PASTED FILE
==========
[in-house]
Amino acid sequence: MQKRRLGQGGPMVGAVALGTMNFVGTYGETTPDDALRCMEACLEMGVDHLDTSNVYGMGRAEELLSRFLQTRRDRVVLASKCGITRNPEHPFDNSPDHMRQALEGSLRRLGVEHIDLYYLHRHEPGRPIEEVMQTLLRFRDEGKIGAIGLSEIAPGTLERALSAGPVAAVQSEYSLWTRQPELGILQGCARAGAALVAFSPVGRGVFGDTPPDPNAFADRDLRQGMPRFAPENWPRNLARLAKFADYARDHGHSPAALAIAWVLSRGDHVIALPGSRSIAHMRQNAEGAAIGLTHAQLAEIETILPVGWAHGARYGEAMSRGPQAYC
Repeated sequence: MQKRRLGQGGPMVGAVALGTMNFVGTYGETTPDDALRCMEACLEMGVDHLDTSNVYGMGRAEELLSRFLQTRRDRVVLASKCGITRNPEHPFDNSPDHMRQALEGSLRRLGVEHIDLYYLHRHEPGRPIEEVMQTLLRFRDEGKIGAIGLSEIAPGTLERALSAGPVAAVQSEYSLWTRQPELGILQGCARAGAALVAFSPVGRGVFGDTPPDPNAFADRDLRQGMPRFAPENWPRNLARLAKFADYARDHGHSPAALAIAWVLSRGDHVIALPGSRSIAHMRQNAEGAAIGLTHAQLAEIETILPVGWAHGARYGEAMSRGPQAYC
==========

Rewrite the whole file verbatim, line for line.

[in-house]
Amino acid sequence: MQKRRLGQGGPMVGAVALGTMNFVGTYGETTPDDALRCMEACLEMGVDHLDTSNVYGMGRAEELLSRFLQTRRDRVVLASKCGITRNPEHPFDNSPDHMRQALEGSLRRLGVEHIDLYYLHRHEPGRPIEEVMQTLLRFRDEGKIGAIGLSEIAPGTLERALSAGPVAAVQSEYSLWTRQPELGILQGCARAGAALVAFSPVGRGVFGDTPPDPNAFADRDLRQGMPRFAPENWPRNLARLAKFADYARDHGHSPAALAIAWVLSRGDHVIALPGSRSIAHMRQNAEGAAIGLTHAQLAEIETILPVGWAHGARYGEAMSRGPQAYC
Repeated sequence: MQKRRLGQGGPMVGAVALGTMNFVGTYGETTPDDALRCMEACLEMGVDHLDTSNVYGMGRAEELLSRFLQTRRDRVVLASKCGITRNPEHPFDNSPDHMRQALEGSLRRLGVEHIDLYYLHRHEPGRPIEEVMQTLLRFRDEGKIGAIGLSEIAPGTLERALSAGPVAAVQSEYSLWTRQPELGILQGCARAGAALVAFSPVGRGVFGDTPPDPNAFADRDLRQGMPRFAPENWPRNLARLAKFADYARDHGHSPAALAIAWVLSRGDHVIALPGSRSIAHMRQNAEGAAIGLTHAQLAEIETILPVGWAHGARYGEAMSRGPQAYC